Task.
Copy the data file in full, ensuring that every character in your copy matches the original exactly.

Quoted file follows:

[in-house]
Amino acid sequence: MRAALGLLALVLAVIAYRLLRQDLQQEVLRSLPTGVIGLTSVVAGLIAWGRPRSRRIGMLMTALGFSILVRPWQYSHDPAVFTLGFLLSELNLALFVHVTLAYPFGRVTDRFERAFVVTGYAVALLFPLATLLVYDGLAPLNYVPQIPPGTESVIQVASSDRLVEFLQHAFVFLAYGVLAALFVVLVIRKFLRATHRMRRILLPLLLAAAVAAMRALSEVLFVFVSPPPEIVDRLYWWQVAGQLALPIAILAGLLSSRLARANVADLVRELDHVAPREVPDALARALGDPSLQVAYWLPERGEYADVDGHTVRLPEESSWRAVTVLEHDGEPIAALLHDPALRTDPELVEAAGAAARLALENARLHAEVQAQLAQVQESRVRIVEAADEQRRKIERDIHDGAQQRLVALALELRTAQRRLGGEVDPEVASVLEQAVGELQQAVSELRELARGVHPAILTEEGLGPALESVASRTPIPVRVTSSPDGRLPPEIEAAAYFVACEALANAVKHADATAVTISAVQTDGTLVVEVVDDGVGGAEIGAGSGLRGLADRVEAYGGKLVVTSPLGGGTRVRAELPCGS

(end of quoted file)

[in-house]
Amino acid sequence: MRAALGLLALVLAVIAYRLLRQDLQQEVLRSLPTGVIGLTSVVAGLIAWGRPRSRRIGMLMTALGFSILVRPWQYSHDPAVFTLGFLLSELNLALFVHVTLAYPFGRVTDRFERAFVVTGYAVALLFPLATLLVYDGLAPLNYVPQIPPGTESVIQVASSDRLVEFLQHAFVFLAYGVLAALFVVLVIRKFLRATHRMRRILLPLLLAAAVAAMRALSEVLFVFVSPPPEIVDRLYWWQVAGQLALPIAILAGLLSSRLARANVADLVRELDHVAPREVPDALARALGDPSLQVAYWLPERGEYADVDGHTVRLPEESSWRAVTVLEHDGEPIAALLHDPALRTDPELVEAAGAAARLALENARLHAEVQAQLAQVQESRVRIVEAADEQRRKIERDIHDGAQQRLVALALELRTAQRRLGGEVDPEVASVLEQAVGELQQAVSELRELARGVHPAILTEEGLGPALESVASRTPIPVRVTSSPDGRLPPEIEAAAYFVACEALANAVKHADATAVTISAVQTDGTLVVEVVDDGVGGAEIGAGSGLRGLADRVEAYGGKLVVTSPLGGGTRVRAELPCGS